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Flute legend James Galway keeps pure classical music alive - The Red and Black : Variety

Flute legend James Galway keeps pure classical music alive

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Posted: Tuesday, March 5, 2013 9:00 am | Updated: 10:01 am, Wed Mar 6, 2013.

The living legend of the flute is coming to Hodgson Concert Hall.

Thursday, flute virtuoso James Galway will make Athens the second stop on his “Legacy Tour.”

In the performance, the flutist will embrace several musical genres and time periods, with compositions by W.A. Mozart, Claude Debussy, Henry Mancini and others.

“Through the years, I’ve played many concerts, and I’ve seen all the pieces that the people like,” Galway said. “I thought, ‘This is a good opportunity to do pieces that I like to play and that the public like to hear.’”

Galway has performed with a myriad of artists, including Ray Charles, Joni Mitchell and Pink Floyd — not to mention leading orchestras around the world.

Still, Galway called the combining of classical and pop music “a waste of time.”

“A Haydn symphony is a Haydn symphony,” he said. “It’s written in a very particular time frame, historically speaking, and you can’t rock ‘n’ roll it. If you try to use these popular techniques to a Haydn symphony, you really don’t get anywhere because in the end, it sounds much better played on original instruments and with a forceful performance given by people who really care about the music.”

Born in Belfast, Northern Ireland, Galway studied flute in London and Paris before playing in the Royal Philharmonic and London Symphony orchestras. In 1975, he decided to pursue a solo career.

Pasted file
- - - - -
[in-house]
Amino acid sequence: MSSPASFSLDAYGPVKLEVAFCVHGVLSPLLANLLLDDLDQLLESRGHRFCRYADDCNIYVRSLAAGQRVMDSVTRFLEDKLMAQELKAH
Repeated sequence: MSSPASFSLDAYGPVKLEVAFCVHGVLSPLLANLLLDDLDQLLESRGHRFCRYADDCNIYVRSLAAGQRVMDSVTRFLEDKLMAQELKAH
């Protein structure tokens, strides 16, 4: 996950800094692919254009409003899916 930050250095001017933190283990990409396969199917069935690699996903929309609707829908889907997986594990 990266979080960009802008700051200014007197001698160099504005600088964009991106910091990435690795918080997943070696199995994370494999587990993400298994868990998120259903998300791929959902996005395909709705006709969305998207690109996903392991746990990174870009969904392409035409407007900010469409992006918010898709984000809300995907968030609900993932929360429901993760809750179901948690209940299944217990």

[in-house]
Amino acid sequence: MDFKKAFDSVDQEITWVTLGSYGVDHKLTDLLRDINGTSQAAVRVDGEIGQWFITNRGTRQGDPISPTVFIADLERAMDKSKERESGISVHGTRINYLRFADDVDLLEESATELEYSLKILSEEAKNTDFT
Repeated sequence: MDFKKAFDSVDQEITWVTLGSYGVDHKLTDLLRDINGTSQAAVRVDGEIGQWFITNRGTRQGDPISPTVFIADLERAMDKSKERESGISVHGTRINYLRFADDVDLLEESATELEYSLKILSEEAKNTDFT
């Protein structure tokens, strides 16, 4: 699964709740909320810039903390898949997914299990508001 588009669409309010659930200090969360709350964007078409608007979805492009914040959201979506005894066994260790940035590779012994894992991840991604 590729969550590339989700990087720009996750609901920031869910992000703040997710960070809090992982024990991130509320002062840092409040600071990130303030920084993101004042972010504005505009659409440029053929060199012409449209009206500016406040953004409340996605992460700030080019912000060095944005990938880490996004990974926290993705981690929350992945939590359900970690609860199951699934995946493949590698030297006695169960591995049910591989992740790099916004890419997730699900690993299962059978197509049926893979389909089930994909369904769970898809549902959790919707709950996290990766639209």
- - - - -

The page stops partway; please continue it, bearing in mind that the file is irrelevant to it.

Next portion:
Now, he has performed for three American presidents, several monarchs — even a pope. Queen Elizabeth II honored Galway with the Order of the British Empire in 1979 and a knighthood in 2001 for his services to music.

But success doesn’t come easily. Behind Galway’s accomplishments are thousands of hours of dedicated practice.

“You can be as talented as you want,” he said. “If you don’t do the work, you won’t get there. Now, you know, the reason that you do all this work is to fine-tune — here’s a pun — fine-tune the performance that you’re going to give. Now, if you don’t do all the exercises and everything like that, you ain’t gonna get there.”

Galway recently filmed 15 high-definition flute lessons, which will be the first installment in the “James Galway Online Flute Tutor Series.” The interactive series is an attempt to offer flutists around the world access to comprehensive flute instruction.

“This is a very expensive sort of thing to do, and it will be the highest quality that you will see of anything like this,” Galway said. “At the end of 15 lessons, you should be able to play the flute reasonably.”

But for now, Galway has simple counsel for aspiring performers — focus.

“The only advice I can give these kids is to steer clear of bad influences,” he said. “A rock ‘n’ roll concert’s gonna occupy your mind for several days. And it’s distracting. I mean, I’m a big fan of the Pink Floyd and, you know, Mick Jagger and all these guys. I mean, they do a fine job of what they do, but the two things are different. And if you wanna do classical music, you have to really concentrate on classical music, and you have to take it seriously. But the bottom line is — start practicing. Because for every minute you’re not practicing, somebody else is.”

JAMES GALWAY with Lady Jeanne Galway and the Galway Chamber Players

WHEN: March 7, 8 p.m.

WHERE: Hodgson Concert Hall

PRICE: $5 (students), $20-59 (public)

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